Best time to go: March to April or October to November
Australia’s biggest and oldest city, Sydney has come a long way since its origins as a convenient place to re-locate convicts.
Now a stylish, vibrant and cosmopolitan city, visitors are treated to a delicious blend of stunning modern architecture, sandstone cliffs, fabulous beaches and of course, Sydney Harbour, the city?s most memorable image.
It?s not difficult to see why Sydney Harbour has been described as the most beautiful harbour in the world. Sydney Opera House and the Harbour Bridge are the two icons which spring to mind.
The Opera House?s distinctive design incorporating nine overlapping shells caused nightmares in construction, but the outcome was well worth the effort.
Sydney Harbour Bridge, known locally as the ‘Old Coat Hanger’, does more than provide an impressive landmark. Its important function is joining central Sydney with north Sydney, predominantly a business district carrying thousands of train and car commuters.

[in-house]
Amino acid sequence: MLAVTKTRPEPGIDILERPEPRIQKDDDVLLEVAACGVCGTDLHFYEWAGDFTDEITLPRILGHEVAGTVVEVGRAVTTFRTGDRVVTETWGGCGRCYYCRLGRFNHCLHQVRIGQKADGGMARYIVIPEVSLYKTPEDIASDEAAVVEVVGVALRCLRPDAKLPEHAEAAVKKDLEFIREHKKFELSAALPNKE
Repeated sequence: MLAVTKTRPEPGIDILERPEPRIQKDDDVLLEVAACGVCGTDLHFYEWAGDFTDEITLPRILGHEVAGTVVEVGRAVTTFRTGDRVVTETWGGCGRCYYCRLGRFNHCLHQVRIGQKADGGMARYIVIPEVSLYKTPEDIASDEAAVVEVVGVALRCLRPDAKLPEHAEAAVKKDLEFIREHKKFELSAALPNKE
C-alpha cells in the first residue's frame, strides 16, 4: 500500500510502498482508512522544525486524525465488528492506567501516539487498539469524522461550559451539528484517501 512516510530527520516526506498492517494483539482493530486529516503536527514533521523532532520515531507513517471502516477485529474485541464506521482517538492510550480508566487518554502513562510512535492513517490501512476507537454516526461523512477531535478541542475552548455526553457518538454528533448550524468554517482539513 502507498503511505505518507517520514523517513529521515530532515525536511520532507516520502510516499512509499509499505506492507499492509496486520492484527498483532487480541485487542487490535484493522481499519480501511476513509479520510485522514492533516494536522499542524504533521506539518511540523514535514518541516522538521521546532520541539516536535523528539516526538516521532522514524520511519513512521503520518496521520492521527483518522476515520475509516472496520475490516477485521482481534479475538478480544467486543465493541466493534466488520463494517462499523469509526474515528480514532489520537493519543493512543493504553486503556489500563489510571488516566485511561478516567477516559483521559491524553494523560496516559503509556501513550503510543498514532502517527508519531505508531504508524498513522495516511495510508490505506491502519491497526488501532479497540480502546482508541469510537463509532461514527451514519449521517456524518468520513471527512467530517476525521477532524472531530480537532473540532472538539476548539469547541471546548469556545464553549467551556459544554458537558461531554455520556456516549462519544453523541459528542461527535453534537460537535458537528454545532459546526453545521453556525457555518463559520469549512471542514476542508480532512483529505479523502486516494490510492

Although Aussies work hard, they certainly play hard too, and it is not uncommon for workers to pop in for a spot of surfing on Manly, Bronte or Bondi Beach on the way home from work.
The beaches, bays and coves of Sydney provide a welcome contrast to traditional city life, and visitors are treated to the best of both worlds.
It might be the other side of the globe, but with so much to offer, it is well worth the trip.
Did you know?
- it takes 10 years and 30,000 litres of paint to coat Sydney Harbour Bridge (apparently Paul Hogan was a SHB painter before he became an actor!)
- 1400 workers took nine years to build the bridge, but 16 builders died in construction accidents
- six million rivets hold the bridge together, and one is said to be solid gold
- Sydney Opera House costs $40 million per year to run
- the Grand Organ in the Concert Hall has 10,500 pipes, some as big as 10m tall!